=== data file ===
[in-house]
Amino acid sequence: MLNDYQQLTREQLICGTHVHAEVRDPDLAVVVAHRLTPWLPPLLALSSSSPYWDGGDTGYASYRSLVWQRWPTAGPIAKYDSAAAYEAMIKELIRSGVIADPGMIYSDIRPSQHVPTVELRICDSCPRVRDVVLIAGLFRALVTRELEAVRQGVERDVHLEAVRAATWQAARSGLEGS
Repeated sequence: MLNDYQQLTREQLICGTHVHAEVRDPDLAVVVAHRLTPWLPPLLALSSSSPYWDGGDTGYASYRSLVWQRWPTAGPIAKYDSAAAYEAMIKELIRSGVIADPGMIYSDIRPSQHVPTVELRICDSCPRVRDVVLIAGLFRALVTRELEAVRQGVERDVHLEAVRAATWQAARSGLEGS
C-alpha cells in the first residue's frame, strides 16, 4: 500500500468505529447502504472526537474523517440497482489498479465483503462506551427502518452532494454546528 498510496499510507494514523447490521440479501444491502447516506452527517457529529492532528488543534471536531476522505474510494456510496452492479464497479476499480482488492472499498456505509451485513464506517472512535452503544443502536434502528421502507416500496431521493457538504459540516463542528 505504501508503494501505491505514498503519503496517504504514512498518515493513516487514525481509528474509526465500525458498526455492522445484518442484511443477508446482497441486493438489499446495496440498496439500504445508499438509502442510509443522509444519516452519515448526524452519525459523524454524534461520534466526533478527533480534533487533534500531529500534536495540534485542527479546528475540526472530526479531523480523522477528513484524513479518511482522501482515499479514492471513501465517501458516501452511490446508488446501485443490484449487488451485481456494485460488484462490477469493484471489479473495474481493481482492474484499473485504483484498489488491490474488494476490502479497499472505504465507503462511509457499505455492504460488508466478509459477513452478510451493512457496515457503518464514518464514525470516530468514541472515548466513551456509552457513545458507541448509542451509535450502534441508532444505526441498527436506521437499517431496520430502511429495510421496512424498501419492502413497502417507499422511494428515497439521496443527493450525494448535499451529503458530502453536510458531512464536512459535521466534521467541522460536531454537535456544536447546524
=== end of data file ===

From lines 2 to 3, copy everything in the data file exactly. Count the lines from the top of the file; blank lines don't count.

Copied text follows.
Amino acid sequence: MLNDYQQLTREQLICGTHVHAEVRDPDLAVVVAHRLTPWLPPLLALSSSSPYWDGGDTGYASYRSLVWQRWPTAGPIAKYDSAAAYEAMIKELIRSGVIADPGMIYSDIRPSQHVPTVELRICDSCPRVRDVVLIAGLFRALVTRELEAVRQGVERDVHLEAVRAATWQAARSGLEGS
Repeated sequence: MLNDYQQLTREQLICGTHVHAEVRDPDLAVVVAHRLTPWLPPLLALSSSSPYWDGGDTGYASYRSLVWQRWPTAGPIAKYDSAAAYEAMIKELIRSGVIADPGMIYSDIRPSQHVPTVELRICDSCPRVRDVVLIAGLFRALVTRELEAVRQGVERDVHLEAVRAATWQAARSGLEGS